Milo is a railroad brakeman, his wife a painter. They have some poet friends who spend a good bit of time hanging out at their apartment. When Milo and his wife are visited by their bishop,... See full summary »
Jack Kerouac was a Beat Generation writer who took the nation by storm upon the publication of his novel On the Road. Kerouac's legacy and influence are explained via interviews with ... See full summary »
Traces the Beats from Allen Ginsberg and Jack Kerouac's meeting in 1944 at Columbia University to the deaths of Ginsberg and William S. Burroughs in 1997. Three actors provide dramatic ... See full summary »
Julius Orlovsky, after spending years in a New York mental hospital, emerges catatonic and must rely on his brother Peter, who lives with poet Allen Ginsberg. When Julius wanders off in the... See full summary »
This documentary, made over fifteen year's after Kerouac's death in 1969, consists mainly of interviews with about two dozen people who knew him back in the day. All of the interviewees have mostly positive things to say, like what a genius he was, how handsome he was, and so forth. To elicit such interest from so many people, he must indeed have had a magnetic personality, but I did not find that that came across in this movie.
There is footage of Kerouac in a TV appearance on William F. Buckley's "Firing Line" where I felt he made a total ass of himself in an appearance that was embarrassing to watch. Most of his comments made little sense and he seemed to go out of his way to effect a general lack of concern. The main interviewee in the movie, Gregory Corso, strove to display a similar insouciance, as did Neil Cassady in the brief clips he was in.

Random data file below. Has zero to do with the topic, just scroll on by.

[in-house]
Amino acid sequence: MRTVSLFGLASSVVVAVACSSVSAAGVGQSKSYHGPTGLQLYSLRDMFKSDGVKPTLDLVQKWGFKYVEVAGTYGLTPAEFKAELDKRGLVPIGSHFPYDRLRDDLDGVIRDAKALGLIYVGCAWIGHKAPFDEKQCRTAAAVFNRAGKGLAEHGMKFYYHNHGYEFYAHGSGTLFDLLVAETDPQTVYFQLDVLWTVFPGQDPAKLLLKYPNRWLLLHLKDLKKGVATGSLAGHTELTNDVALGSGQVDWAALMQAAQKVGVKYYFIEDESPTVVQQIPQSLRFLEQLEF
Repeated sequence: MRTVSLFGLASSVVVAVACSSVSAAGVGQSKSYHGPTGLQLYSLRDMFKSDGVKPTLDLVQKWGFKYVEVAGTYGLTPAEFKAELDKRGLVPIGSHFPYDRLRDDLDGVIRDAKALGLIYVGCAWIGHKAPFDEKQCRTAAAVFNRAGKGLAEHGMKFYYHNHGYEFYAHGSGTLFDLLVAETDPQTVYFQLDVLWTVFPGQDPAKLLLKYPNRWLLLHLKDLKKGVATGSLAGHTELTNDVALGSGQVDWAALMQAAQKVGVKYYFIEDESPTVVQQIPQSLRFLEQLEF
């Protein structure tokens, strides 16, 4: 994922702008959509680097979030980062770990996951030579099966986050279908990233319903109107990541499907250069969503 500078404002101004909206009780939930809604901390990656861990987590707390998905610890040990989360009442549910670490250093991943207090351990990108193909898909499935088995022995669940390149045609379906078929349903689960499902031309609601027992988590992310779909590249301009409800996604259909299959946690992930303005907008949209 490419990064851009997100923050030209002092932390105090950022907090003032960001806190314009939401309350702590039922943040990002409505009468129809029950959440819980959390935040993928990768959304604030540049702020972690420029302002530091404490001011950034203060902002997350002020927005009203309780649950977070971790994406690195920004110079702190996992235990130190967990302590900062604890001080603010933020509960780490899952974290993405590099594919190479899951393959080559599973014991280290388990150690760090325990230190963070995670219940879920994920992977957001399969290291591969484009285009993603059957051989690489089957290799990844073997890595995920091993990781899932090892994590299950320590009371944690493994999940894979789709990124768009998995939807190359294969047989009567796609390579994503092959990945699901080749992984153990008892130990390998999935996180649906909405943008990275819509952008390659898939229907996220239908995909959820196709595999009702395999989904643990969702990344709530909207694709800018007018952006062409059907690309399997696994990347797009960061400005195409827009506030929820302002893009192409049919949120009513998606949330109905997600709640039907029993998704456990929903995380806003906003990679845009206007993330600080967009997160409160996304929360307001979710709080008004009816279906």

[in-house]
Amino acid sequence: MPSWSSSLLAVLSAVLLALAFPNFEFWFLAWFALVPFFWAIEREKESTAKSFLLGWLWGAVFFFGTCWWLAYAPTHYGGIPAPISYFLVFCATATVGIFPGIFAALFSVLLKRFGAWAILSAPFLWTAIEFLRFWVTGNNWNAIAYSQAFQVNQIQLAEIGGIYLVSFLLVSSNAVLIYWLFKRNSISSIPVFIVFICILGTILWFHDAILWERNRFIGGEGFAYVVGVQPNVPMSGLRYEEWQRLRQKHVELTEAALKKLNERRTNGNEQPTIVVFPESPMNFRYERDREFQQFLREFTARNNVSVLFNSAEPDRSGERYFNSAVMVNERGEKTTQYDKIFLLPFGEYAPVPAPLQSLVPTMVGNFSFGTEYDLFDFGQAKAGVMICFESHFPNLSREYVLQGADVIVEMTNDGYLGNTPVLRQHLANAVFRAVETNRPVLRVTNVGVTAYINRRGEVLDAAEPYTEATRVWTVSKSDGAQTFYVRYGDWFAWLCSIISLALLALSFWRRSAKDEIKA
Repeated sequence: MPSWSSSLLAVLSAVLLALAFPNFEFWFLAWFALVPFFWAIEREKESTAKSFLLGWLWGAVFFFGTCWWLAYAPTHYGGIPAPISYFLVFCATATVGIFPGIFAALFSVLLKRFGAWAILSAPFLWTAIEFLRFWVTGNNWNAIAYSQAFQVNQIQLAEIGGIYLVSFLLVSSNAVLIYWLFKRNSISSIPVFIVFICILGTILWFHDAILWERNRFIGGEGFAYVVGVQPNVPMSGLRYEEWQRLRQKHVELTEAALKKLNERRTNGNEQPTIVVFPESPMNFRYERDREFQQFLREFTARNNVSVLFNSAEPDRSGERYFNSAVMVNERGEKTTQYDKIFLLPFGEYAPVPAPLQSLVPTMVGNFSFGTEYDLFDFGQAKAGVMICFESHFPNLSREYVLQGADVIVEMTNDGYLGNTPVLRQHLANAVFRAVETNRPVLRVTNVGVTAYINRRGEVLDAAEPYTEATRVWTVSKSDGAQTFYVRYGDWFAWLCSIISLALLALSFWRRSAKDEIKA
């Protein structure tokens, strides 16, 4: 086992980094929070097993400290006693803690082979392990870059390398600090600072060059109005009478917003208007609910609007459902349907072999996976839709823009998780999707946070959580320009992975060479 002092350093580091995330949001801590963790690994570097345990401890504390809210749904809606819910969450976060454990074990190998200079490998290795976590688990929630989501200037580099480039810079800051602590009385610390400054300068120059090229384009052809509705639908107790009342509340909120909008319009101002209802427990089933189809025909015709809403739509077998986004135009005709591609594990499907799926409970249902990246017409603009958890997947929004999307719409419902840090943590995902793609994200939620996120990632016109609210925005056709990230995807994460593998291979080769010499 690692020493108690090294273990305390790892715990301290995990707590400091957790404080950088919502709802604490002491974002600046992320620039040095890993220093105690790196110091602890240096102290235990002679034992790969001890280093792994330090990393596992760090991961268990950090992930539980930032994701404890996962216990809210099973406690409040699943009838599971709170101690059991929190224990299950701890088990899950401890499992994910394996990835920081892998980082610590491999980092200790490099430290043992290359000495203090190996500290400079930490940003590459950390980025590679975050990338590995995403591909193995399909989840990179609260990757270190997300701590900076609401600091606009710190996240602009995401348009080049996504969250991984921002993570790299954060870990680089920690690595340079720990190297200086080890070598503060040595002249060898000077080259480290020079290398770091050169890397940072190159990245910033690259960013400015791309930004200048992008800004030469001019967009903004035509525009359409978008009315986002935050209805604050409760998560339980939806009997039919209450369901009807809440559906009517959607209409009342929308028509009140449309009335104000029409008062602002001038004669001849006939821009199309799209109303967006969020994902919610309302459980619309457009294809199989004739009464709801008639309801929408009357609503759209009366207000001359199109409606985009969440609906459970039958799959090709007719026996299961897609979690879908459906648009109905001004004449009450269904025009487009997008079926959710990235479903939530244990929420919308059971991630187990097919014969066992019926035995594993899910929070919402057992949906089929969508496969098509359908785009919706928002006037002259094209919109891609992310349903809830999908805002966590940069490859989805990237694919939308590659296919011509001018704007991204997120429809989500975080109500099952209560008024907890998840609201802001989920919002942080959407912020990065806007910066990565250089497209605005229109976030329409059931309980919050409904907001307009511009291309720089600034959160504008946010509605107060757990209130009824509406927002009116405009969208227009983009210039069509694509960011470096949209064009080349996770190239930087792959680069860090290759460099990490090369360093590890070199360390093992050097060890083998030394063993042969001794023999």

I found the interviews with Kerouac's daughter Jan perhaps the most interesting. Kerouac saw his daughter only twice in his life, once to establish paternity, and another time when he was totally dismissive of her (did I mention that he came across as a clod).
His appearance on Steve Allen's Tonight Show reading from "On the Road" was interesting, but that seemed very rehearsed and Kerouac appeared to be quite nervous. Allen was having a hell of a time interviewing him, since he was getting only short direct answers to his questions. Kerouac had to be an interviewer's nightmare.
Rehashing Kerouac's life and the origins of the Beat Generation has turned into a cottage industry, what with so many films and biographies out there, some as recent as 2008 ("One Fast Move or I'm Gone: Kerouac's Big Sur").
The production values of this film are quite low. Most of the interviews are filmed in extreme close up and are poorly lighted with equally inferior sound.
Maybe if you have some special personal interest in this era, or identify with the movement, then you will get something out of this; otherwise probably not.
Unfortunately this film works against encouraging you to read Kerouac's books.
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